Please note: The current exhibitions at the Falckenberg Collection can only be visited on guided tours. If you would like to book a tour please use our booking system. NEW: Open every first Sunday of the month from 12 to 5 p.m., no registration required.

ASTRID KLEIN (*1951 in Cologne) is one of the most distinguished female artists of her generation, has received numerous awards, participated in the Venice Biennale in 1986, and held a professorship at the Hochschule für Grafik und Buchkunst in Leipzig for twenty-three years. Klein works in a variety of media, including drawing, photography, text, painting, installations, and sculpture. She is considered a pioneer of experimental photography and photo collage.

This exhibition brings together works from all phases of the artist’s oeuvre, from her collages of the 1970s and ’80s to installations from the 1990s to current works, and will span three floors of the building. Ten works from the Falckenberg Collection will also be featured. The presentation of the work »Endzeitgefühle«, which was created in 1982 as part of the »Woche der Bildenden Kunst« and was shown beginning in 1986 over an extended period in a tunnel to the U2 line at the Hauptbahnhof, will create a special connection to Hamburg.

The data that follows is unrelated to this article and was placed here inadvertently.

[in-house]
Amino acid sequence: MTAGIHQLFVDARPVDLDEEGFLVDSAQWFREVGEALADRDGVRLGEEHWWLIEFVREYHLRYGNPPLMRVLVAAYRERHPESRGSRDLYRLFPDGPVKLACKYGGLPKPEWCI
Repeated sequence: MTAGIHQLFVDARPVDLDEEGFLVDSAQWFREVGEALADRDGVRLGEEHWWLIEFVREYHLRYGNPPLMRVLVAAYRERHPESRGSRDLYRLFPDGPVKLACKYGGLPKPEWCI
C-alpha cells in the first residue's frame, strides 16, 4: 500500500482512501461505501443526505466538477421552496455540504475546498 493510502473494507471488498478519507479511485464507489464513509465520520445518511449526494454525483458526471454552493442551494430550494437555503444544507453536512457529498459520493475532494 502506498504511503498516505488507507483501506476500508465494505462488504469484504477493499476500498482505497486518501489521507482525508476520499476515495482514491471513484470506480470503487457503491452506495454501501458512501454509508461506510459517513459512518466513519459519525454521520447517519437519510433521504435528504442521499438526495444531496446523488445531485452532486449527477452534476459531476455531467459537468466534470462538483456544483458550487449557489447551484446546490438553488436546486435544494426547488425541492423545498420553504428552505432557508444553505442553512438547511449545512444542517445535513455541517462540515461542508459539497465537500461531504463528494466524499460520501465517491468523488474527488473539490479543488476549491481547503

Astrid Klein’s works deconstruct and rethink the relationship between image and text. Since the early 1990s, she has also continued this intensive examination in her large-scale neon sculptures and light works. The form and appearance of the text play at least as crucial a role in the works as the content.

Klein created her first pictures with text while studying at the Werkkunstschule in Cologne. In the late 1970s, the artist began using adapted photos and film stills as material for collages. Greatly influenced by the New Wave film movement in France and the genre of photo comics, in her works Klein mainly deals with political issues and the representation of women in media and film. Klein often uses text as a central, formal element: in her collages she combines and alters her own texts with those of philosophers, scientists, and writers.